EEGs Are Safe
One of the biggest advantages of EEGs is that they are completely safe for most people.
The most common exception to this is in the case of those with a seizure disorder, but even then, the risk is only slight. Although rare, it is possible for the deep breathing and flashing lights associated with the EEG to trigger a seizure.
Even if someone has a seizure disorder, this risk is rare enough to conduct an EEG. The only caveat is that your doctor will likely have extra medical staff on hand in case you do experience a seizure.
Preparation Is Simple
Another benefit of an EEG test is that the preparation is very simple. The most challenging instruction is to not have anything with caffeine in it for about eight hours before the test.
You will also have to wash your hair at night before the test and not use any styling products or leave-in conditioner. If you have extensions with glue on them, you will also have to remove them.
Other than those two things, the preparation is straightforward. You can normally eat, as low blood sugar can lead to abnormal results. In the case of sleeping EEGs, you may also have additional sleep-related instructions. Of course, you will also have to tell your doctor about any medications and supplements you are taking.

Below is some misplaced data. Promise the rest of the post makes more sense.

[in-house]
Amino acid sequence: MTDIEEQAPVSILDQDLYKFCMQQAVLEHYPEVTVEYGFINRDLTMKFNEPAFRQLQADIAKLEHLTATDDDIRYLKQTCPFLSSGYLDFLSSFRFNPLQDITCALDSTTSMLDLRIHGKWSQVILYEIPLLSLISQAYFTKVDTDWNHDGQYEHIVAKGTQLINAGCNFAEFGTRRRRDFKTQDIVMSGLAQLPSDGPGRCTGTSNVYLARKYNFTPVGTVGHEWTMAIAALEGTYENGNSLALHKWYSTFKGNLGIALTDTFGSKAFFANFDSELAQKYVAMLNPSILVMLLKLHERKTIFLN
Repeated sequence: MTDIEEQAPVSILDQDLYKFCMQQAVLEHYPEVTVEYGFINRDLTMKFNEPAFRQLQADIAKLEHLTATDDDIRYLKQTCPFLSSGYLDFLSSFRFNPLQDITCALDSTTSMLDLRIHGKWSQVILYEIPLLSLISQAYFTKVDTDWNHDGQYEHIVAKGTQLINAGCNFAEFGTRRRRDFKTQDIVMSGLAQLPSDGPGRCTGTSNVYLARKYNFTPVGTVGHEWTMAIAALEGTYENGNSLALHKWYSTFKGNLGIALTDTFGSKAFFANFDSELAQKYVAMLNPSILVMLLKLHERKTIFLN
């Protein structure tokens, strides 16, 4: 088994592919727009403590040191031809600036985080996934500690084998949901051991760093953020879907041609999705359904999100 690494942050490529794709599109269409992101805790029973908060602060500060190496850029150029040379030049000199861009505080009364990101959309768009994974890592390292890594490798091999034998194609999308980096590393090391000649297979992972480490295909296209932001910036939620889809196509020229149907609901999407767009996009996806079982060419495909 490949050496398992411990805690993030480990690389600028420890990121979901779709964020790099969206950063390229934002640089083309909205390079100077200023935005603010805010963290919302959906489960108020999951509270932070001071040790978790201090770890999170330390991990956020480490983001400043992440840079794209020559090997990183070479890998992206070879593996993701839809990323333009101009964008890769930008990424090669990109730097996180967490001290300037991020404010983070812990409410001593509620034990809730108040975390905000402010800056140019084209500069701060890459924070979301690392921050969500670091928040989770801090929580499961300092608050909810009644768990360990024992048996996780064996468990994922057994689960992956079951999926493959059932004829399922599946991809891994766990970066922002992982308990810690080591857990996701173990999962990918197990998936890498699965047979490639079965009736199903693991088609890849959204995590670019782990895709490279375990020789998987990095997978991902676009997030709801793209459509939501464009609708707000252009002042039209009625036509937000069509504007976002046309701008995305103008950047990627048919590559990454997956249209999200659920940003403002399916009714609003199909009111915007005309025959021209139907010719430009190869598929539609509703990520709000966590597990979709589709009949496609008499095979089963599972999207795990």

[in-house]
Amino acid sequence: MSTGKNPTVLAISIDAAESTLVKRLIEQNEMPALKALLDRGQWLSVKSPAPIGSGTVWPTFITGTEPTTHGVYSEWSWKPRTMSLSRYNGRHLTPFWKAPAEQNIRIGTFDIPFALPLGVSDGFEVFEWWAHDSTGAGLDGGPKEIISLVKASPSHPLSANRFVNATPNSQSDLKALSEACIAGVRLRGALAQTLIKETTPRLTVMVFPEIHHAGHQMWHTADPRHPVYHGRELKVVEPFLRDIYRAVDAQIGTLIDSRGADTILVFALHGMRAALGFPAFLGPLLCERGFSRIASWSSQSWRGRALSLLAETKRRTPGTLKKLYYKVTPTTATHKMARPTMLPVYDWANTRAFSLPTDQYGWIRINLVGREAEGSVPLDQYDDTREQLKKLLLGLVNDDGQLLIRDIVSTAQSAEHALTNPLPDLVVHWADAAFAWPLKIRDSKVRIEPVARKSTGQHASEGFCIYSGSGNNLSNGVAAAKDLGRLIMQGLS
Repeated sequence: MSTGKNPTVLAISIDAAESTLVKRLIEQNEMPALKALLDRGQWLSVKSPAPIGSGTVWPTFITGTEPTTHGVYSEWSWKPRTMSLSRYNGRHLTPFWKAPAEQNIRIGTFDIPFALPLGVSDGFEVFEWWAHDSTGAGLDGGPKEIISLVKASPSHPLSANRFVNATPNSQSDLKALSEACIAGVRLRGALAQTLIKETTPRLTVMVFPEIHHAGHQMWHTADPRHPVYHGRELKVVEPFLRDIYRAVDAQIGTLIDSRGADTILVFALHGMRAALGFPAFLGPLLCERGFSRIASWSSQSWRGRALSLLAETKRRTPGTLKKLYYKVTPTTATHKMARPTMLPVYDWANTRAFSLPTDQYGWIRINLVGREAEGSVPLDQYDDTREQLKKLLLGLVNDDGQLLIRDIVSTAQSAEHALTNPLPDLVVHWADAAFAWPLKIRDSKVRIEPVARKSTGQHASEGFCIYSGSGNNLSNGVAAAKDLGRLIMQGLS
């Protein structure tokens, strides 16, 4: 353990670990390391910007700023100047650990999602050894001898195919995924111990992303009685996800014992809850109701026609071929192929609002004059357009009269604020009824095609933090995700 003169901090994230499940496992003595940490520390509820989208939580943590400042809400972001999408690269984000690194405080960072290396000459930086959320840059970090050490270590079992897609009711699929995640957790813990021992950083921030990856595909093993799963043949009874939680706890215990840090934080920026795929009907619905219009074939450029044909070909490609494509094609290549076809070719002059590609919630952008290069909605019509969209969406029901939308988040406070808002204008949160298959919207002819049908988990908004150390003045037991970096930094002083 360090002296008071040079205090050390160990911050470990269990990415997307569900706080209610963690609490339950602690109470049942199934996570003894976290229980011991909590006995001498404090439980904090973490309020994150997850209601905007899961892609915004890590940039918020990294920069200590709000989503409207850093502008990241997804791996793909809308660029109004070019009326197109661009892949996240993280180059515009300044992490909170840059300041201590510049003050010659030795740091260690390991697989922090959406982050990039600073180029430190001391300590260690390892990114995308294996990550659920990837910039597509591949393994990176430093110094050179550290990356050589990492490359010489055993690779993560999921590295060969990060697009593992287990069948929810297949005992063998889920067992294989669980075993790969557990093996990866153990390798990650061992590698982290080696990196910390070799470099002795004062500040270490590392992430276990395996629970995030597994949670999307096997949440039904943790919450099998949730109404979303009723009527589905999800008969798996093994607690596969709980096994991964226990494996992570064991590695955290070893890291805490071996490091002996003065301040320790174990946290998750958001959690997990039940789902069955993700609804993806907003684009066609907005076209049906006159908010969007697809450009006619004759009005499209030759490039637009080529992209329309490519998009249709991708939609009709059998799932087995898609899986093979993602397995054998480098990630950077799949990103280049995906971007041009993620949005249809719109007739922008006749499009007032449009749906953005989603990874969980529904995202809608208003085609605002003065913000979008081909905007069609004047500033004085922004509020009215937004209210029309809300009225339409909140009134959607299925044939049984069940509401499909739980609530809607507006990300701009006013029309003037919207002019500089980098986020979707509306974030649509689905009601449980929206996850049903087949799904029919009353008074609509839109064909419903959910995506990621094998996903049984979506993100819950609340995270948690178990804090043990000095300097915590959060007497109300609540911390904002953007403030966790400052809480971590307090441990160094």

They Are Relatively Fast Outpatient Tests
A traumatic brain injury EEG is a relatively short outpatient procedure, making it easier to schedule. The test typically takes approximately 45 minutes and two hours.
You Can Drive Home After the Test
In nearly every case, you will be able to drive home following a daytime EEG test. The only exceptions will be if you are experiencing active seizures or if the doctor recommends against it. If your EEG was overnight, you should have someone drive you.
It Can Provide Early Detection of TBIs
Because of all of the above benefits, EEGs can offer an incredibly useful early diagnostic tool to help assess TBIs. This can be especially helpful to tell if more invasive tests are necessary. Some research even praises the ability of EEGs to offer a more portable testing method for athletes and those in the military. Of course, this early detection is not just limited to those groups. It can apply to anyone who experiences a TBI.